The Shabab have in recent months issued specific new threats against Americans in East Africa — and even in the United States. Earlier this month, a veteran C.I.A. paramilitary officer was killed in combat in Somalia. After a hiatus this year, Shabab fighters have increased a campaign of car bombings in Somalia, American counterterrorism and intelligence officials said.
Security inside Somalia is increasingly fraught despite a concerted campaign of American drone strikes and U.S.-backed ground raids against Shabab fighters over the past two years, according to a report issued on Wednesday by the inspectors general of the Defense and State Departments and the U.S. Agency for International Development.
“Despite many years of sustained Somali, U.S. and international counterterrorism pressure, the terrorist threat in East Africa is not degraded,” the assessment concluded. “Shabab retains freedom of movement in many parts of southern Somalia and has demonstrated an ability and intent to attack outside of the country, including targeting U.S. interests.”
Several ominous signs indicate that the Shabab is seeking to expand its lethal operations well beyond a home base and attack Americans wherever it can — threats that have prompted 46 American drone strikes so far this year to try to snuff out the plotters. Last year, there were 63 drone strikes, almost all against Shabab militants, with a few against a branch of the Islamic State.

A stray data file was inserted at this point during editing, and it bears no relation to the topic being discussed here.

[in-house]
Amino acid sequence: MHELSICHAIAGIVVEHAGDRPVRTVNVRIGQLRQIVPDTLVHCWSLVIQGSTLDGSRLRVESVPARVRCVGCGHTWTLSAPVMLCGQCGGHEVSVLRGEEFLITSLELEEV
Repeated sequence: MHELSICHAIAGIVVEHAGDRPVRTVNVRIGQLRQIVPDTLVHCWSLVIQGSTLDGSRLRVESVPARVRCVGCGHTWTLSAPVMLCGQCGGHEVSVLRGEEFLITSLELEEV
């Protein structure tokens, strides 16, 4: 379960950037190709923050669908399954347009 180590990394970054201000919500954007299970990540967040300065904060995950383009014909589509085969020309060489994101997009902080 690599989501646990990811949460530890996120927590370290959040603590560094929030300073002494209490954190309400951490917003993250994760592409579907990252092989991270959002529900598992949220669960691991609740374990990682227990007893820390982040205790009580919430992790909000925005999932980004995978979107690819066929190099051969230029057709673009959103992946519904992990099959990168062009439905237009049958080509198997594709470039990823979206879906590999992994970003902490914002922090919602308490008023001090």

In recent years, the Shabab, which American intelligence analysts estimate have 5,000 to 10,000 fighters, has lost many of the cities and villages it once controlled. Despite a record number of American drone strikes, the group has morphed into a nimbler and deadlier organization, carrying out large-scale attacks against civilian and military targets across Somalia and in neighboring countries.
“Overall, drawing down U.S. troops will offer a boost to the Shabab, improving its already advantageous position in the conflict, while weakening the government’s ability to counter the group or improve its capacity to do so,” said Tricia Bacon, a Somalia specialist at American University in Washington and a former State Department counterterrorism analyst.
Even some of Mr. Trump’s staunchest Republican allies in Congress have warned against deep troop cuts in Somalia.